We left Gillham Lake area and headed east. We were on a mission. Hubby dearest wanted to see the old volcano site where melted pieces of a microcontinent he had just been reading about can be walked upon. I was out to get us to a place outside the latest hatched yellow severe storm area on the NOAA map. The dogs were just along for the ride. Klinger wanted to see our washing machine get a good workout. Actually, we took a short cut along a marginally shorter route according to our GPS. They say short cuts lead to long delays. In this case it led to feline motion sickness. The trip went up, down, up, down, swerve right, up, swerve left, down and similar twists and turns for three hours. Now I know Mother Google says it takes 1 hour and 22 minutes but Mother Google does not adjust for pulling a trailer on turns that would be tight for Le Car, never mind a 30 foot travel trailer. I should have known better. Never take a short cut while pulling a travel trailer. We arrived and went in to set up. Thank goodness we were pulling into a full service campsite because Klinger got sick. That would be bad enough but his favourite place to ride when we travel is under the covers in our bed. I shall leave the rest to your imagination.
Dick snapped the shot of me by their sign just after I went to check on the cat. And that says it all. One of my friends commented I must really love that cat. Yes, I do, but some days more than others. This park has a reasonable WIFI. After the laundry was done and the bed remade, we spent our first night catching up on email and following on the weather channel as severe storms drop tornados north, and west of us. (Gilliam Lake area was under a warning for a while so I was really happy we didn’t stay on there.) We got some rain but nothing else. The next morning we got up early to head down to the diamond mine and try our luck at getting rich quick by finding a diamond.
Between hauling buckets of gravel for me to wash, Dick struck up a conversation with a friendly fellow from Ohio who was off work and looking for a quick buck. He was one of the semi pro types who pay their ten dollars and come in and sift through the volcano gravel every day here, over and over again. He was a friendly fellow and soon was giving us all kinds of tips and sharing his story. He also had pictures of various small diamonds he had already found on previous trips. I would hardly call it a get rich quick scheme since it was all much harder physically than we expected, but he does find enough diamonds to justify his daily $10.00 entrance fee and he’ll only need to need to strike a big one once and he can retire. Most of the people were just visitors with kids and only the semi pro types actually work very hard. The children really love it because they can get mucky and wet with everyone’s blessings. There was much happy kid noise.
We picked our gravel in the runnels from the overnight rain. We figured any mother lode diamond would be easier to spot in running water. We paid particular attention to a semi permanent streamlet from a drainage pipe. I did find a lovely perfectly clear quartz crystal I got very excited over for about 30 seconds until I decided it was quartz. That made me feel a bit silly. I took it to be identified, just in case, on our way out and the rock identifier lady also got very excited for about 30 seconds before announcing it was just quartz. That made me feel better. After only three hours of this I was thoroughly wet, mucky, and cold. A toddler had a temper tantrum nearby and I knew exactly how the poor little girl was feeling.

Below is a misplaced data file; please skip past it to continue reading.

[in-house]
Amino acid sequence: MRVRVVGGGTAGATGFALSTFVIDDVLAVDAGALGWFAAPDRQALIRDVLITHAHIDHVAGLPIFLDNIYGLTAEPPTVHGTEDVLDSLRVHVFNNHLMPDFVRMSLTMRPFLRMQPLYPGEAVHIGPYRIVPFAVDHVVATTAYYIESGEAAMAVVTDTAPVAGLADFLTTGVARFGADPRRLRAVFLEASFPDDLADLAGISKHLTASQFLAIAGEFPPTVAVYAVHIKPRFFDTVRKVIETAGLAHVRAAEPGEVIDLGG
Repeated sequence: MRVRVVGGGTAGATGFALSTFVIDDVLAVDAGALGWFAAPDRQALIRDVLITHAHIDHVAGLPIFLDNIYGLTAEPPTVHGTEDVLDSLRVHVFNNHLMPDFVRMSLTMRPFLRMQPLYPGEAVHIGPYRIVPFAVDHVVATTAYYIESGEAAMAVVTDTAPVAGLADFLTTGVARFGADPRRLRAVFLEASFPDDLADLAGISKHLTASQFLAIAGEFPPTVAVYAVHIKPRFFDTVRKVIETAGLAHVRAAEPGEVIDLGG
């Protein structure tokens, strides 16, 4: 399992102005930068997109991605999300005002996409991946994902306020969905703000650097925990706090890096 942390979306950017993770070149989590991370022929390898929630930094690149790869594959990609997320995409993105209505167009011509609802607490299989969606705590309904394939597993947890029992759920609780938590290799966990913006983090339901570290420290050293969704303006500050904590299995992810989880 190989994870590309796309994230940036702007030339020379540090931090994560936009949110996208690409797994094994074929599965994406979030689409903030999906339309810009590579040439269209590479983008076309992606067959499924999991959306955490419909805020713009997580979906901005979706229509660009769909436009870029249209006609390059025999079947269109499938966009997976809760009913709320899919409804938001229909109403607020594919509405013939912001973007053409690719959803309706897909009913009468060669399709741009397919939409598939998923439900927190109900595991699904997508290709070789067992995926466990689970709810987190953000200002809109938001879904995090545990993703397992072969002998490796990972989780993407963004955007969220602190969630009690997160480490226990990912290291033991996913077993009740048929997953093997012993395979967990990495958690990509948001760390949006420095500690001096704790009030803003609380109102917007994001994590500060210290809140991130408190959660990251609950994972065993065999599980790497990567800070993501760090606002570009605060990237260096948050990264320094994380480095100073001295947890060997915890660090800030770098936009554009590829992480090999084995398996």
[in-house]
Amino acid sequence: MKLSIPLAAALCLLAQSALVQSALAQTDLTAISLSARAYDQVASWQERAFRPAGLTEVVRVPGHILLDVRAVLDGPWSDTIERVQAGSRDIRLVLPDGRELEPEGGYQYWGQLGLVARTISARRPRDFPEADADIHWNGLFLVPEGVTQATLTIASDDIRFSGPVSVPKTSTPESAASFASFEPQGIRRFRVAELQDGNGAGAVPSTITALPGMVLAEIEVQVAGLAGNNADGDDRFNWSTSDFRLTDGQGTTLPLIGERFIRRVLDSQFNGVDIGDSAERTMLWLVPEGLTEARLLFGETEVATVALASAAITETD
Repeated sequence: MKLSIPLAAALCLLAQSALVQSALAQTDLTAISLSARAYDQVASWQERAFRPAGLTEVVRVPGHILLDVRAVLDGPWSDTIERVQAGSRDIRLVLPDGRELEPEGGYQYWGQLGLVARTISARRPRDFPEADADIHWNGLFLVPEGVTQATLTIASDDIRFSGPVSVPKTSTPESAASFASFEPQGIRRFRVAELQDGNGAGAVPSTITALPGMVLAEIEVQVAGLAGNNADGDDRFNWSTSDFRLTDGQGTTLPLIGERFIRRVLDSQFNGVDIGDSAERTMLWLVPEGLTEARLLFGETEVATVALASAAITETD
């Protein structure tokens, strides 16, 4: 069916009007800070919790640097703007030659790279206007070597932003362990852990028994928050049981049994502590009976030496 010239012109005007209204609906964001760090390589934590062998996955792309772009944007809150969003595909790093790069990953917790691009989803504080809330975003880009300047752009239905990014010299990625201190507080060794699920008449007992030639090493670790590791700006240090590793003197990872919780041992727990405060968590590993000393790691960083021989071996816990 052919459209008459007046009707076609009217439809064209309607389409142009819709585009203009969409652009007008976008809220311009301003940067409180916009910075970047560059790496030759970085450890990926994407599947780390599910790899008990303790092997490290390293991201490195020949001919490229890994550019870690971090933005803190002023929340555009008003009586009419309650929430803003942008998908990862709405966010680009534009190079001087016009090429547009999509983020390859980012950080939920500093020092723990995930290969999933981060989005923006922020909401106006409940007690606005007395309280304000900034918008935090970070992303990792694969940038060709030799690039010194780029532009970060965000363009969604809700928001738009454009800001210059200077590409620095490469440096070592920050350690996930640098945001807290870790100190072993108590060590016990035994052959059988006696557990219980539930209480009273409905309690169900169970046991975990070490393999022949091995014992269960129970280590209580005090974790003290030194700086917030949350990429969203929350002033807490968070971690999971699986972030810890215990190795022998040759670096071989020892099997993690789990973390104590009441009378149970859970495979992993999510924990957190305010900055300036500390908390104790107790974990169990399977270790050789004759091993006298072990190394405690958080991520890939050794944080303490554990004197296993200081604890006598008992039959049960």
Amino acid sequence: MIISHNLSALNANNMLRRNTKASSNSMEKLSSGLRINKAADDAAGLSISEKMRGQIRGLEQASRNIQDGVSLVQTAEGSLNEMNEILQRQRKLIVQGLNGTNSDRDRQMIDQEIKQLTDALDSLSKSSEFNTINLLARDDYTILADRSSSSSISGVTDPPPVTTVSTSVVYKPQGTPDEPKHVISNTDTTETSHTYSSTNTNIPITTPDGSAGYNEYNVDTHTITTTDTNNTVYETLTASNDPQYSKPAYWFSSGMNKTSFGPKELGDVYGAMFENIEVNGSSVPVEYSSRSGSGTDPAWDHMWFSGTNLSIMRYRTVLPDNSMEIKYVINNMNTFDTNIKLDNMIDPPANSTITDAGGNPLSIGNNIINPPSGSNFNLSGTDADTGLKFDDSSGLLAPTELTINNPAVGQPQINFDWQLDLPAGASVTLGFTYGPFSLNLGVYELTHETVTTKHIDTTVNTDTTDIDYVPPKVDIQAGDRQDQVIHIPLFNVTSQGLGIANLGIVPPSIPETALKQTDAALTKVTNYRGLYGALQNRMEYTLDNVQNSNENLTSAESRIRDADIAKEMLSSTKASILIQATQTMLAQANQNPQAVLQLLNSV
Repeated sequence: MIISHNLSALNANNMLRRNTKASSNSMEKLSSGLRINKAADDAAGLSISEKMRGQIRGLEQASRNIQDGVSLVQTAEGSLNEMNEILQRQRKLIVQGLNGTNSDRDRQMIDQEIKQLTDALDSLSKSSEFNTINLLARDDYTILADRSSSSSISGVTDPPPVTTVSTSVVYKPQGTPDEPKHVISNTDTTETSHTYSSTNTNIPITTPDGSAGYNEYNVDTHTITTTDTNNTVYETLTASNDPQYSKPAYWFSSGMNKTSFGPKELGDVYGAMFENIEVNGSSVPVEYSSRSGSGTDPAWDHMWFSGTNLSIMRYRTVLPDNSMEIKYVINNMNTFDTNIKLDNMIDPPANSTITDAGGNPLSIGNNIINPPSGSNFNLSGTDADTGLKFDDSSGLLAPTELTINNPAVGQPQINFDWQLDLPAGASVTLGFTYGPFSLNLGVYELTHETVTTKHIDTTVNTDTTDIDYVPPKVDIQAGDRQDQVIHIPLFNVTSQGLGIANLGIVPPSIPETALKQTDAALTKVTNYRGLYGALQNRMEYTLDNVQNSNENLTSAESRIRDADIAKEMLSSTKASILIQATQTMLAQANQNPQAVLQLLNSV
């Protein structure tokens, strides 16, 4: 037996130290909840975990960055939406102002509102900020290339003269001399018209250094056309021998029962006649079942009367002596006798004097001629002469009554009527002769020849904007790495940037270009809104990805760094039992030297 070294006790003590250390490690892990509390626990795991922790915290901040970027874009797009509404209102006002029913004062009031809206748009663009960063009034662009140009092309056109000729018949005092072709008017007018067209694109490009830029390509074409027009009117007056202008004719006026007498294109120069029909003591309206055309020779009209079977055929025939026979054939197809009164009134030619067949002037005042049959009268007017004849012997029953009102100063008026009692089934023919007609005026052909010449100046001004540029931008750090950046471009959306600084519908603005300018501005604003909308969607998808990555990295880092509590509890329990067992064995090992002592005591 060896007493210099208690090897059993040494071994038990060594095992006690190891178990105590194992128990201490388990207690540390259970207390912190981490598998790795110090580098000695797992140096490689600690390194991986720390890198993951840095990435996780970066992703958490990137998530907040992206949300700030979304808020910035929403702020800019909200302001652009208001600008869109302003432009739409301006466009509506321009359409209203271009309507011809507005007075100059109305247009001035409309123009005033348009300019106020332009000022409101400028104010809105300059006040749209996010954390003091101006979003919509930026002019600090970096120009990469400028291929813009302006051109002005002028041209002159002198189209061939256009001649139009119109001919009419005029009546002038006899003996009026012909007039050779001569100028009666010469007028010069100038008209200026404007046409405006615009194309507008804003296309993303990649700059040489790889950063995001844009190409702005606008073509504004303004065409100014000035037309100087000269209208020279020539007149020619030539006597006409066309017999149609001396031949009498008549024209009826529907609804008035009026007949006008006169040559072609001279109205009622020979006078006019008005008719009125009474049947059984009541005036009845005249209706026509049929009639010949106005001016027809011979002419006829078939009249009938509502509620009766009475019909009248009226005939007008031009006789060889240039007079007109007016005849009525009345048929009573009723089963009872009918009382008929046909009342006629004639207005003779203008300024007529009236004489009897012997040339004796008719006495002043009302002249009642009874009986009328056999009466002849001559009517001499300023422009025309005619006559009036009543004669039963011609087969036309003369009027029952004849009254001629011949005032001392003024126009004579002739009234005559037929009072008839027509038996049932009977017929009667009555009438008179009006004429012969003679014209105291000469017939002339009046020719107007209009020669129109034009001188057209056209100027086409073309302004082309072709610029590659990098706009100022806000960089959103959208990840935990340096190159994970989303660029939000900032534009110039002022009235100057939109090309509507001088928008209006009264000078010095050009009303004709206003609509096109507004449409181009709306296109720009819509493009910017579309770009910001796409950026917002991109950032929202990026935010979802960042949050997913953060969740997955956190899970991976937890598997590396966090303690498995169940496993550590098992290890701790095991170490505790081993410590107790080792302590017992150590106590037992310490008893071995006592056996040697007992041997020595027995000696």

We finished the day by a trip to the gift shop. Across from the gift shop is a science and history display of the diamond mine. Dick was disappointed to note nothing about the microfossils or the microcontinent. He started to tell the nice lady at the gift shop about how their science section was out of date and needs updating. She gave him a comment card and told him to write it all down and leave it in the box. She even seemed really fascinated by what Dick was saying. I was impressed. Well bred southern ladies are a special treat to interact with.
Before bed we took the dogs on the exceptionally nice trail from our campsite down to the river. It was a wide paved trail accessible for wheelchairs and particularly scenic and lovely. The dogs enjoyed their walk as much as we did.
We left on the third day after deciding we would try Oklahoma now. By the map, it looked to be easier on our tranny and our cat. On our way out, Dick dropped off the comment card with careful details about how their science section was out of date, appropriate references to bring it up to date and an offer to help, complete with his contact information. Just outside of the state park we stopped at several really delightful second hand/antique/touristy/vintage stores for a couple of hours and spent too much money and had a real blast doing it. And so I can highly recommend Crater of Diamonds State Park even if you don’t find a diamond.
And I was right about the drainage ditch. We saw this only a bit later. Boy finds huge 7.44 carat diamond in Arkansas state park. Watching him on TV, we could see he found this beauty right at the spot we had been gathering our gravel. I am happy for him. (Jealous yes, but happy for him.)
We took pictures this time but I forgot to write a proper review. It’s a really nice campground, full service, inexpensive, reasonable WIFI, easy to get around. I do recommend it. They have not yet contacted Dick about their out of date science display so be sure to keep in mind you are standing only a few miles above a wonderful microcontinent full of microfossils if you go. We headed off to Oklahoma with the cat in the cat carrier sitting in the bathtub. He was not a happy camper.